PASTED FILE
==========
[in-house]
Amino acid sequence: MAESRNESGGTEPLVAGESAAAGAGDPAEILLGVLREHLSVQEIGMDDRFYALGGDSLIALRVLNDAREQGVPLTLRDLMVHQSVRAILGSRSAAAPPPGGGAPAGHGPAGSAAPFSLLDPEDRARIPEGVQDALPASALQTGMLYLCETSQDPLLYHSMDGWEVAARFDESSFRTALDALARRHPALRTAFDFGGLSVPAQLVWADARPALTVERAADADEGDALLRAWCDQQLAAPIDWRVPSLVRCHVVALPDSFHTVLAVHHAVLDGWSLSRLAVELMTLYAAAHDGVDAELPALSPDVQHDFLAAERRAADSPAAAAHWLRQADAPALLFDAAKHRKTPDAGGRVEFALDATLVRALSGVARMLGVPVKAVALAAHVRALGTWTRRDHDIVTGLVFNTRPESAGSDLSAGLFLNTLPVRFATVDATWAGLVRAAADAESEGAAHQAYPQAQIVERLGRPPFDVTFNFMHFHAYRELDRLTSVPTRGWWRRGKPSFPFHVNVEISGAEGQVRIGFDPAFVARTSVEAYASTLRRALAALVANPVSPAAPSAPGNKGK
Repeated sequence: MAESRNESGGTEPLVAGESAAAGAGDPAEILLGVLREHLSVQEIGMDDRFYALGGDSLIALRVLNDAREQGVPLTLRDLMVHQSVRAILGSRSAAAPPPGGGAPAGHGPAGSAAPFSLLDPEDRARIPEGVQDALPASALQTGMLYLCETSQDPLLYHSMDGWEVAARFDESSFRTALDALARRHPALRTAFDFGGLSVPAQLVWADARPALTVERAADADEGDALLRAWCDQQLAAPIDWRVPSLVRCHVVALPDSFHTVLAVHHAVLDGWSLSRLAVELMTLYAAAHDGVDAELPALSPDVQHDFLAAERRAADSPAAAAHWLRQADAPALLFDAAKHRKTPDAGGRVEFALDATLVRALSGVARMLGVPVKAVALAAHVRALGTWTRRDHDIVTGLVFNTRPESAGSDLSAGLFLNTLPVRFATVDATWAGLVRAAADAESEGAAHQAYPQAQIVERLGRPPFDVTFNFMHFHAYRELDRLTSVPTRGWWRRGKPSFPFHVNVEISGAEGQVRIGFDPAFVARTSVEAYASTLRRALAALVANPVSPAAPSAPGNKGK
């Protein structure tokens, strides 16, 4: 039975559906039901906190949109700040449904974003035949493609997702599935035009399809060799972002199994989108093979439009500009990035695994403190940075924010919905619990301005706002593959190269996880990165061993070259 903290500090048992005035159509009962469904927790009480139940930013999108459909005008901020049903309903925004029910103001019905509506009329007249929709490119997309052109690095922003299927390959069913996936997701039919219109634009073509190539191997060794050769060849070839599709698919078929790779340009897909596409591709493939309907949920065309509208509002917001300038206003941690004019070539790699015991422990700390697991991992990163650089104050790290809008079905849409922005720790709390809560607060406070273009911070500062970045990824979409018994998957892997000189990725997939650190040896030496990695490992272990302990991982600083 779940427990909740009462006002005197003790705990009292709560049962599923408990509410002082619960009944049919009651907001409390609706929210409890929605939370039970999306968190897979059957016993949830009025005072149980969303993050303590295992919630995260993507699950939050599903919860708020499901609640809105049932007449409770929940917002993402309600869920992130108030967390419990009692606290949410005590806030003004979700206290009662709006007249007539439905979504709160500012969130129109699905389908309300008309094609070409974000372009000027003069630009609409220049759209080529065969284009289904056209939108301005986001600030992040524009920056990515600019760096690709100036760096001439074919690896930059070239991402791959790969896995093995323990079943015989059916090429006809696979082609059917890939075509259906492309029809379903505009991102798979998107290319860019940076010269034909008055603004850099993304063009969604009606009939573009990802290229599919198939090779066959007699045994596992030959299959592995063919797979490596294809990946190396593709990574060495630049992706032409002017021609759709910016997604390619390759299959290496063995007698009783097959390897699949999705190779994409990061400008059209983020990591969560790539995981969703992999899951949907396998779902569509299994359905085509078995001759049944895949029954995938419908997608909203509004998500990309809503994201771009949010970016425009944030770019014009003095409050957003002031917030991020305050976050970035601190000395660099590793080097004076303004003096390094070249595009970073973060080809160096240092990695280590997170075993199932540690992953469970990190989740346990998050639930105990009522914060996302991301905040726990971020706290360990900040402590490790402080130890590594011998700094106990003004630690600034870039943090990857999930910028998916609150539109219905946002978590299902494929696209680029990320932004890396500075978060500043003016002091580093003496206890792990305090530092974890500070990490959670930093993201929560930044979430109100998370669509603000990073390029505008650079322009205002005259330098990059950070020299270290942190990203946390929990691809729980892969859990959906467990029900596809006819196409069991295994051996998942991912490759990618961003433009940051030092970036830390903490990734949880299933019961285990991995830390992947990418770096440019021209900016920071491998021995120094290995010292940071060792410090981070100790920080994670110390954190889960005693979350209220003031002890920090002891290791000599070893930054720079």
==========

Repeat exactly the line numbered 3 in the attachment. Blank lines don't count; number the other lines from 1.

Repeated sequence: MAESRNESGGTEPLVAGESAAAGAGDPAEILLGVLREHLSVQEIGMDDRFYALGGDSLIALRVLNDAREQGVPLTLRDLMVHQSVRAILGSRSAAAPPPGGGAPAGHGPAGSAAPFSLLDPEDRARIPEGVQDALPASALQTGMLYLCETSQDPLLYHSMDGWEVAARFDESSFRTALDALARRHPALRTAFDFGGLSVPAQLVWADARPALTVERAADADEGDALLRAWCDQQLAAPIDWRVPSLVRCHVVALPDSFHTVLAVHHAVLDGWSLSRLAVELMTLYAAAHDGVDAELPALSPDVQHDFLAAERRAADSPAAAAHWLRQADAPALLFDAAKHRKTPDAGGRVEFALDATLVRALSGVARMLGVPVKAVALAAHVRALGTWTRRDHDIVTGLVFNTRPESAGSDLSAGLFLNTLPVRFATVDATWAGLVRAAADAESEGAAHQAYPQAQIVERLGRPPFDVTFNFMHFHAYRELDRLTSVPTRGWWRRGKPSFPFHVNVEISGAEGQVRIGFDPAFVARTSVEAYASTLRRALAALVANPVSPAAPSAPGNKGK